It was with some hope that the world watched the first presidential debate last week, a refreshing marker in an otherwise desultory campaign. The debate was unusually substantive on economic issues, but it fell far short of addressing the magnitude of the historic moment.
I know this is bigger than an election about the two of us as individuals. It’s bigger than our respective parties. It’s an election about the course of America. What kind of America do you want to have for yourself and your children.
Even more compelling had been former Secretary of State Condoleezza Rice’s speech at the Republican National Convention in Tampa, which has not received the attention it deserves. It captured the urgent need for stronger U.S. leadership and weighed it against the desire of U.S. voters to shed their global burdens following long conflicts in Afghanistan and Iraq:
And I too know there is a weariness…a sense that we have carried these burdens long enough. But if we are not inspired to lead again, one of two things will happen – no one will lead and that will foster chaos – or others who do not share our values will fill the vacuum.
The president who serves for the next four years will lead as the combined national products of Europe and the United States fall below that of the emerging world. This era will require a different sort of American leadership, one with a deeper and more determined engagement than has been the Obama administration’s preference, but also one that must go far beyond the nostalgia for an unrecoverable past. Governor Romney referred to these roots of history in a major foreign policy address to the Virginia Military Institute this week. In his speech, Romney recalled the period after World War Two, when America contributed to the rebuilding of Europe. He said:
Statesmen like [General George] Marshall rallied our nation to rise to its responsibilities as the leader of the free world. We helped our friends to build and sustain free societies and free markets. We defended our friends and ourselves from our common enemies. We led. We led.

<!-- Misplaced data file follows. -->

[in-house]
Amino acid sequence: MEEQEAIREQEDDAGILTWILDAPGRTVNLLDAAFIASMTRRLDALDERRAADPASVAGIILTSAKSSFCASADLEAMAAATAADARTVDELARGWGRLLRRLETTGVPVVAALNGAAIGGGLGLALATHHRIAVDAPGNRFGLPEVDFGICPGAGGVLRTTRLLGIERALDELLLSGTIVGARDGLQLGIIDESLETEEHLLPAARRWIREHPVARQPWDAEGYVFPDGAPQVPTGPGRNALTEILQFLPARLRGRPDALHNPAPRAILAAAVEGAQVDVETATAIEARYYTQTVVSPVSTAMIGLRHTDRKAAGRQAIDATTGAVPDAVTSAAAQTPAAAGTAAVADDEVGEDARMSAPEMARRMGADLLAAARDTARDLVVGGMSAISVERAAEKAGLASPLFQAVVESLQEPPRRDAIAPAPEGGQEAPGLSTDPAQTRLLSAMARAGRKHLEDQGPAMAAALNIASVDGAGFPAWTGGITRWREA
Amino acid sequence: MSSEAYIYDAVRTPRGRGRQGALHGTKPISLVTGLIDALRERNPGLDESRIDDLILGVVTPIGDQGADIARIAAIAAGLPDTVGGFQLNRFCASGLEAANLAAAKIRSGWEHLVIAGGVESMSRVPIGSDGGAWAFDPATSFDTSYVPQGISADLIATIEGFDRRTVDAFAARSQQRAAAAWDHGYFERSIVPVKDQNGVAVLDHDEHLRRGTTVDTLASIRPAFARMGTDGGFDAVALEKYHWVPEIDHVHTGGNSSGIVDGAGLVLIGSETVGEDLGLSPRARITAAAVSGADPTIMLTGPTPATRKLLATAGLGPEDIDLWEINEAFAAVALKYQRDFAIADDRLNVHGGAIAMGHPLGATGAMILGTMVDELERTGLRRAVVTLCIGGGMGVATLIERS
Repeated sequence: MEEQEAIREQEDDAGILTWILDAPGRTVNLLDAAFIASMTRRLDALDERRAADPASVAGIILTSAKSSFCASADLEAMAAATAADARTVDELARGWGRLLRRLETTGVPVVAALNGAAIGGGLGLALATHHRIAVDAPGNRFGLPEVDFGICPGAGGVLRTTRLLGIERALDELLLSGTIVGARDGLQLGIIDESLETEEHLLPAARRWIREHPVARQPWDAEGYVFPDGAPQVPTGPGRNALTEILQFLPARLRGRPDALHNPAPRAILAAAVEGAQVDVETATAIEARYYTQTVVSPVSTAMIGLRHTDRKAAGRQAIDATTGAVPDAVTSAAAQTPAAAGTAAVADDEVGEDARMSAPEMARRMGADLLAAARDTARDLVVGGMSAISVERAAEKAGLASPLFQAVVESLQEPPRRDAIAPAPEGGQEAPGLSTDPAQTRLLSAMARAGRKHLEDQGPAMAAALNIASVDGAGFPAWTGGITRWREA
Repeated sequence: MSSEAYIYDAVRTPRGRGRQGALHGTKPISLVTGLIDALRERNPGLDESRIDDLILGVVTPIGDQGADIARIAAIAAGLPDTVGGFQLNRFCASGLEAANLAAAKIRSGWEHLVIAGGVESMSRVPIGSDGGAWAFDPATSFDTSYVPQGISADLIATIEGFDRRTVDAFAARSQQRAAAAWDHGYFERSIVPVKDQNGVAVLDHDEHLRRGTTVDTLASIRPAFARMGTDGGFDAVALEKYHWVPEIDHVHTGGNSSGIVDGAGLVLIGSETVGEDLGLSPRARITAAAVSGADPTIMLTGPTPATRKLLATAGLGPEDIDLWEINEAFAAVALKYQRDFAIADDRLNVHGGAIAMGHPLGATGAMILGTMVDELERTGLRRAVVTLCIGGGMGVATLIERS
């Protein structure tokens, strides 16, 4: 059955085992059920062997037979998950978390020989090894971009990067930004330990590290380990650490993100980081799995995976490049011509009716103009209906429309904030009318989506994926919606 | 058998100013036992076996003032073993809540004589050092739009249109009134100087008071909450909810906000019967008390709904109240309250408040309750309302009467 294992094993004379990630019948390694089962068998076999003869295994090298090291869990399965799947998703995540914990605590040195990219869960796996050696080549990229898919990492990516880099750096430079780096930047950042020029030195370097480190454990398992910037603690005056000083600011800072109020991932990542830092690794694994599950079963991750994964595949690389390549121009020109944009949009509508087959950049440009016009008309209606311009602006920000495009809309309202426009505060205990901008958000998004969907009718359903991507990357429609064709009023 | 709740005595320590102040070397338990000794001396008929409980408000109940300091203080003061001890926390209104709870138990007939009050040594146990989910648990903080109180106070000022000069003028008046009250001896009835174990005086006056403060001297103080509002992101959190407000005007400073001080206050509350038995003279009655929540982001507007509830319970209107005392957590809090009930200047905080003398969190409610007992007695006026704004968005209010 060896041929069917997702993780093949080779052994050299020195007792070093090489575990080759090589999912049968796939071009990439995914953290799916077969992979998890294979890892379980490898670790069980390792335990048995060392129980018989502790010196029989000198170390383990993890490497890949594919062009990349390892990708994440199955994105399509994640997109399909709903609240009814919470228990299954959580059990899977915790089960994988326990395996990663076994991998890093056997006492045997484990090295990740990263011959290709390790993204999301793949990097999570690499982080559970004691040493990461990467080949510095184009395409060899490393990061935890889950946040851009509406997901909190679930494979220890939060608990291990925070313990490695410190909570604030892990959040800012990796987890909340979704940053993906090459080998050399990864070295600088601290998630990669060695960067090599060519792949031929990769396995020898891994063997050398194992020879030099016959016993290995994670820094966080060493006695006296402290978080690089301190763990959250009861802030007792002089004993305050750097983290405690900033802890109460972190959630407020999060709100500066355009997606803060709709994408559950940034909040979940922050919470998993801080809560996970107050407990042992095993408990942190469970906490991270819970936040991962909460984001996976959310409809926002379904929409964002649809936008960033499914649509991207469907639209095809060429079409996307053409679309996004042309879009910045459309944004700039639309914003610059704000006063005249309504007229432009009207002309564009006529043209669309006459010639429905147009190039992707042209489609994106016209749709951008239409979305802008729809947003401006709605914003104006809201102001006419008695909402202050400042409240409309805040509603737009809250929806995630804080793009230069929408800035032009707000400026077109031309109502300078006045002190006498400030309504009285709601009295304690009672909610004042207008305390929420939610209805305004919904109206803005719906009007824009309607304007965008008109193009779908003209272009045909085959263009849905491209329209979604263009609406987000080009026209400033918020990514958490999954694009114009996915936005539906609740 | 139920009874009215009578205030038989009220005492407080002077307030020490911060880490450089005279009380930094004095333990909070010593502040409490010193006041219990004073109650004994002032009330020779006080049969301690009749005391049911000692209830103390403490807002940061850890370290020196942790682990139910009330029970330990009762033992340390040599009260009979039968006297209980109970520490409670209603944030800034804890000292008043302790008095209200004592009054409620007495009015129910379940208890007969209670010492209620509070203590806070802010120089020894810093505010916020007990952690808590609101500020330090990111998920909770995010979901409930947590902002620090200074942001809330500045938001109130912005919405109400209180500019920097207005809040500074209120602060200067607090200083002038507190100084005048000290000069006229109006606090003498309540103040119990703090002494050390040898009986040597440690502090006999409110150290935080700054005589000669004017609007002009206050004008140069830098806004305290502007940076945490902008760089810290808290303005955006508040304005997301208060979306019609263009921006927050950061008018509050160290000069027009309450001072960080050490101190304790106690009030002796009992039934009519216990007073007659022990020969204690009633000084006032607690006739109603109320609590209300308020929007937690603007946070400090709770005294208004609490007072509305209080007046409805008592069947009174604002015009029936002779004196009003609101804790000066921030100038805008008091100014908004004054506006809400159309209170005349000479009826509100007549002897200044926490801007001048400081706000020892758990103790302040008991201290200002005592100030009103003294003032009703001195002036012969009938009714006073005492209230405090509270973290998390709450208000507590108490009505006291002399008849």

The world still needs and wants American leadership, but of a different, less dominant and more sophisticated variety. In this post-Western world, U.S. leadership will mean not only dealing more effectively with close and trusted friends to preserve a global system shaped by the right values, but at the same time, working more effectively with countries that don’t share our values. We must strive with them to establish common interests.
If the U.S. fails to lead, the outcome is not likely to be its replacement by a similarly well-intentioned power or group of powers, but probably a dangerous power vacuum of uncertain consequences. For the foreseeable future it will be the United States acting, not unilaterally, but rather as the only possible “pivotal power” around which positive historic change can galvanize.
The question is not whether America can pass the global baton, but whether it will be dropped, because for the moment there is no one to pick it up.
Frederick Kempe is president and CEO of the Atlantic Council. This column was originally published by Reuters.
AP Photo/Pablo Martinez Monsivais